- Sixty years ago, Penguin published a series of book titled The Things We See. The jacket notes:
- The aim of the authors in this series is to encourage us to look at the objects of everyday life with fresh and critical eyes. Thus while increasing our own daily pleasure we also become better able to create suroundings which will give us permanent pleasure. To achieve this in the furnishing and the equipment of our homes, we must buy with discrimination and so prove to designers, who set the machines to work, that we are no longer bound by habit or indifference to accept whatever is offered.
- Books in the series covered Houses, Furniture, Pottery and Glass, Public Transport, and Ships. They were exquisitely designed, set, produced and printed, with rotogravure plates. My favourite is Ships, by David Pye. His philosophy of design is well put, and bears applying to type, so I will quote him at length:
Just as a style can become too much for the designer, so also can functional requirements. Indeed it is perfectly possible for requirements to be so intractable that a designer has the utmost difficulty in finding any satisfactory compromise which will meet them. Too little freedom of choice can be as fatal to good design as too much--more fatal in fact, because designers of outstanding ability can put up with a great deal of freedom, but even they are helpless with none at all. It may be no fault of the designer's that a ship looks badly designed: it is his misfortune always to be judged by results: the public at large are not to know that he may have been asked to put a quart into a pint pot--nor that he may have almost succeeded!
There are probably some types of ship which are incapable of being made to take the eye, and anyone criticising a ship's design or her designer should remember this. Only an expert will be able to judge whether the designer's problem could be solved; and if so, whether he has solved it well.
To appreciate the beauty of good design, on the other hand, requires no expert knowledge; but it is one thing to appreciate it and quite another to explain what it is, how it is recognised and understood. The designer himself cannot explain the quality of his design. He arrives at a good design by choosing one set of shapes in preference to another, but he may be too much preoccupied with meeting requirements to be conscious that he is doing so; and even if he is conscious of choosing, he will not be able to give any real explanation of the mental process that decides his choice; for just as the mental process of logical reasoning can find expression in words but not in the notes of music, so can the mental process of designing find expression only in shapes but not in words. It is impossible to give a reasoned explanation of the beauty of design, simply because it is not the product of logical reasoning but of a different kind of thought. Looking at good design will help to understand it more than reasoning about it--or than reading about it. The illustrations will speak for themselves better than I can speak for them.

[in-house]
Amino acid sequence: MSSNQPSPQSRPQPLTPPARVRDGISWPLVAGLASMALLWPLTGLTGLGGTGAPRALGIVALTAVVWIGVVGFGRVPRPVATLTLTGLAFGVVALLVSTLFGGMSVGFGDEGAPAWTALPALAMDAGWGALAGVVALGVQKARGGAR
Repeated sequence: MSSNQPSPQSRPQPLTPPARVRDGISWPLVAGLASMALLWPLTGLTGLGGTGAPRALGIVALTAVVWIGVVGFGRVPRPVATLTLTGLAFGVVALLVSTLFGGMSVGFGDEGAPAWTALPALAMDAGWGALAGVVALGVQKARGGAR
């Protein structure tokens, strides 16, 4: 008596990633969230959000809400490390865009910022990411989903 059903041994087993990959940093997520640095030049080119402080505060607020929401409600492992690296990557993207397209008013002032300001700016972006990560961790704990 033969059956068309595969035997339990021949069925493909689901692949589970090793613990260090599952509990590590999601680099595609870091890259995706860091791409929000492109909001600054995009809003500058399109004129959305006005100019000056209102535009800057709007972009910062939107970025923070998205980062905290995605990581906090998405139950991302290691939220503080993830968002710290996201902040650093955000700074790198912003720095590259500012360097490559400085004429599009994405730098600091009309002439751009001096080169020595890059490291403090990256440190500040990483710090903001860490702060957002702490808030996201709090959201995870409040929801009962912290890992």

There are qualities of good design which can be described; but it is not possible to point to a beautiful ship and a commonplace one and to say, "this one is beautiful because she has a pronounced sheer, which the other has not; or because she has a rounded front to the bridge, or a raking stem, or a flaring bow." A ship may have all these things and be ugly, or none of them and still be beautiful.
(Nice use of lining and oldstyle figures in the captions.)